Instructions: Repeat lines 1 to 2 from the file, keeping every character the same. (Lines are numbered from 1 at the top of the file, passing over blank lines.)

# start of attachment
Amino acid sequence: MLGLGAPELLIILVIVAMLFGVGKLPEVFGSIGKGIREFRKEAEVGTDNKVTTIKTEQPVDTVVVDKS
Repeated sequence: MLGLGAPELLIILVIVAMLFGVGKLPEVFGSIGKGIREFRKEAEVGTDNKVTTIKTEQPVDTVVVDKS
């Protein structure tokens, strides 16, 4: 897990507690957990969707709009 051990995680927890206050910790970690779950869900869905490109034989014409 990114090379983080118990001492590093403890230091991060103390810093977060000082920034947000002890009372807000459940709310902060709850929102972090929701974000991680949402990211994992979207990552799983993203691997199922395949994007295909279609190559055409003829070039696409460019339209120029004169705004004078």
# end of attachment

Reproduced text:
Amino acid sequence: MLGLGAPELLIILVIVAMLFGVGKLPEVFGSIGKGIREFRKEAEVGTDNKVTTIKTEQPVDTVVVDKS
Repeated sequence: MLGLGAPELLIILVIVAMLFGVGKLPEVFGSIGKGIREFRKEAEVGTDNKVTTIKTEQPVDTVVVDKS